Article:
a more helpful book. These include Justin Anderson, Michael Bailey, Jada Barbry, Cara Berg, Lee Belz, Virginia Braun, Laura Castiglione, Meredith Chivers, Meredith Davis, Betty Dodson, Christopher Fisher, Dennis Fortenberry, Cindy Graham, Madeline Haller, Julia Heiman, Ariane Hollub, Jordan Humphrey, Natalie Ingraham, Catherine Johnson-Roehr, Jeana Jorgensen, Kristen Jozkowski, Holly Moyseenko Kossover, Wendy Likes, Kate McCombs, Carol McCord, Cindy Meston, Robin Milhausen, Charlene Muehlenhard, Brian Mustanski, Emily Nagoski, Lucia O'Sullivan, Carol Queen, June Reinisch, Heather Rupp, Tracy Rupp, Stephanie Sanders, Sonya Satinsky, Dan Savage, Michaela Schwartz, Samantha Seeger, Colleen Stockdale, Leonore Tiefer, and Yvette Trujillo (and many more).

This is the first book in which I have discussed aspects of my personal sexual life. For this, I am grateful to age, wisdom, and experience—and to those with whom I've been fortunate to fall in and out of like, love, lust, and crushes. The stories I've shared here are real, but identifying details have been omitted and sometimes changed in order to protect their privacy. They are good men I'm proud to have known and learned from, and with whom I enjoyed sharing parts of each other's lives.

I'm happy to have friends and family as sources of love and support. Ariane, Susie, Erica, Tom, Ben, Brooke, Brandon, Vanessa, Michael, Brian, Heather, Mike, David, Cathy, Mary, Susan, and Rick are among those whom I adore and whom I hope to always know (even if I don't see some of them nearly as much as I would like). My grandparents and parents provided a solid foundation for me that encouraged education and a sense of compassion and I will love them forever for that. I am grateful, too, to my sister Laura, my brother-in-law Tim, and my wonderful niece, who is a joy to be around and watch grow up into a bright, talented young woman. Finally, I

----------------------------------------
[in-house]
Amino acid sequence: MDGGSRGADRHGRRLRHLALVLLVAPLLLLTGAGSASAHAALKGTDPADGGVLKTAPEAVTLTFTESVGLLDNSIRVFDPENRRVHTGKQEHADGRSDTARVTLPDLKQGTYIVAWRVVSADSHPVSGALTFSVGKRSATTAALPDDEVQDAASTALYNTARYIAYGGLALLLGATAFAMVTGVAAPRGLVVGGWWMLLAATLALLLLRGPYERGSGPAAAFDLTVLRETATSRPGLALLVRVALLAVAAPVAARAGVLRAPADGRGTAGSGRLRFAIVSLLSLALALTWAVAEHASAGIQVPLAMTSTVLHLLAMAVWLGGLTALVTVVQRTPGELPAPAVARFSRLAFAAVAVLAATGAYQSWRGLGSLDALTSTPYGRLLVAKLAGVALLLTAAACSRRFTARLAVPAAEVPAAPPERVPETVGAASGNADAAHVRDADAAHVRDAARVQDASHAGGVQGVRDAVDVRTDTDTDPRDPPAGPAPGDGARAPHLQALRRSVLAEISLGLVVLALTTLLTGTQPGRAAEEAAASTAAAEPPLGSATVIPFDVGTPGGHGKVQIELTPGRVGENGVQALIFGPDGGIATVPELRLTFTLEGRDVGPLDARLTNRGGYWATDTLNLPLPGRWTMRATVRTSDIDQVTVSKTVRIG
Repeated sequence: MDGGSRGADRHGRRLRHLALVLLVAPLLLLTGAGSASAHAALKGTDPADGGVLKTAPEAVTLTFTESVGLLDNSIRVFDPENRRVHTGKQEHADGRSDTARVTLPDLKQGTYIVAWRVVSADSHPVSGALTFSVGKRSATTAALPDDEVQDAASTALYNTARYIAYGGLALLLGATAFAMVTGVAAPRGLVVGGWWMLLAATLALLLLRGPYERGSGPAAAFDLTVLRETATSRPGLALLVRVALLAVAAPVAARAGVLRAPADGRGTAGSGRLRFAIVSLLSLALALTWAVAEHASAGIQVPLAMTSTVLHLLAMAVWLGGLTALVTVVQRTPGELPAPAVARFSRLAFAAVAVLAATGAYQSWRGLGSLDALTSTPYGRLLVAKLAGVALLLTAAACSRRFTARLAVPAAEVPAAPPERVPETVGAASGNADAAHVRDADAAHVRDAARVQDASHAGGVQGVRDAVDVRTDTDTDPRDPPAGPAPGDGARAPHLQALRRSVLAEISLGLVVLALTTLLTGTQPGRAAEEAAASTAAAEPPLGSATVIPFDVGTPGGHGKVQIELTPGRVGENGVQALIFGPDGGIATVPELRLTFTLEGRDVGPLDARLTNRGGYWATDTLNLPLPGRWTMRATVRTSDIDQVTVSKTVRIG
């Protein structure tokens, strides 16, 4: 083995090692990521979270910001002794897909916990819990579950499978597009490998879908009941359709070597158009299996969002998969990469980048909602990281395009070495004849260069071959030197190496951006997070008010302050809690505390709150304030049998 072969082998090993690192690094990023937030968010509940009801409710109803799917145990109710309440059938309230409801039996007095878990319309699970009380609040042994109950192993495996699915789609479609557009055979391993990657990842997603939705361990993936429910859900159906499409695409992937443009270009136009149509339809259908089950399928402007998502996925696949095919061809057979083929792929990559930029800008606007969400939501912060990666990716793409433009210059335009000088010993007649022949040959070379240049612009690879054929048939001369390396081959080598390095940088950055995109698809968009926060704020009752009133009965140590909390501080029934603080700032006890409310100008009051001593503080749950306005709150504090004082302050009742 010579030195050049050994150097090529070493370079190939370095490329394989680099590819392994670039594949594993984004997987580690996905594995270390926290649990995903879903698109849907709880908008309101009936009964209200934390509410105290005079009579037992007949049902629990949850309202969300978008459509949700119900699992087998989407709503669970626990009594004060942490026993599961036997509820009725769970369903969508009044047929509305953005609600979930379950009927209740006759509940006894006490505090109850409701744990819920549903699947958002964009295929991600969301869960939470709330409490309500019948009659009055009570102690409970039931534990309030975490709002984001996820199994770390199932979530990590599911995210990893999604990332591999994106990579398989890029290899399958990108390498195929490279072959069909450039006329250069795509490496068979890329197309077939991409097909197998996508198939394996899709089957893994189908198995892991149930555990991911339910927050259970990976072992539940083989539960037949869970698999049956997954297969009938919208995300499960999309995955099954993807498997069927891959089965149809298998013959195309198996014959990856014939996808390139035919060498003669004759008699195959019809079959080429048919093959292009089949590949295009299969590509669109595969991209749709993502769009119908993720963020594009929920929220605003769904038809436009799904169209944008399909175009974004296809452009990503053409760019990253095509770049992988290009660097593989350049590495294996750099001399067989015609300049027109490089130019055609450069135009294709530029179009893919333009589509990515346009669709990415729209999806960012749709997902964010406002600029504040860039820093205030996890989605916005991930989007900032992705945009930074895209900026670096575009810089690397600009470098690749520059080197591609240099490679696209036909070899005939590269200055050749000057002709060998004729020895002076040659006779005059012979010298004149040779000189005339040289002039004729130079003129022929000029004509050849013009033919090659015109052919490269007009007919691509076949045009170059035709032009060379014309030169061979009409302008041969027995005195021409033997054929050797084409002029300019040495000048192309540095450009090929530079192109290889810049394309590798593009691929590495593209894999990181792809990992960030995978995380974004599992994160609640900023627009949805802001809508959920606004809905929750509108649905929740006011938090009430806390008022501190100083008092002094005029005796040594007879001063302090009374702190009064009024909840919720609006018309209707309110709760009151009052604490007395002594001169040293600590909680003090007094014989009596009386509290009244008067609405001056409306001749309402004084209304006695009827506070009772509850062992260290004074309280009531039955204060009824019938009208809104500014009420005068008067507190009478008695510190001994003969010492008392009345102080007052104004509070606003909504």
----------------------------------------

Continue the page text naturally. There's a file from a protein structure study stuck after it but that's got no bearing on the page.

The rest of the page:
want to express my most heartfelt joy to James (and to Jezebel), whom I can always count on for hugs, kisses, and cuddles. I appreciate his understanding when I interrupt dinner to email someone back with a response to a question about how to have an orgasm or last longer in bed. In my world, this happens more than I can say, and he's more patient and understanding than I could have hoped for.


here is no such thing as a typical day of work for me—at least, not since I began working as a sex researcher, educator, and columnist at the Center for Sexual Health Promotion and the Kinsey Institute at Indiana University. Most days, I'm busy designing sex research studies (on topics such as women's orgasm, lubricant use, condom use, or sexual desire), analyzing data, writing research papers, grading students' exams or papers, writing sex columns, answering sex questions from journalists or television producers, or answering emails from students and colleagues. In my work as a sex columnist, I also read and answer emails from people who have questions about sex. Each month, I head into a recording studio on campus to tape a new batch of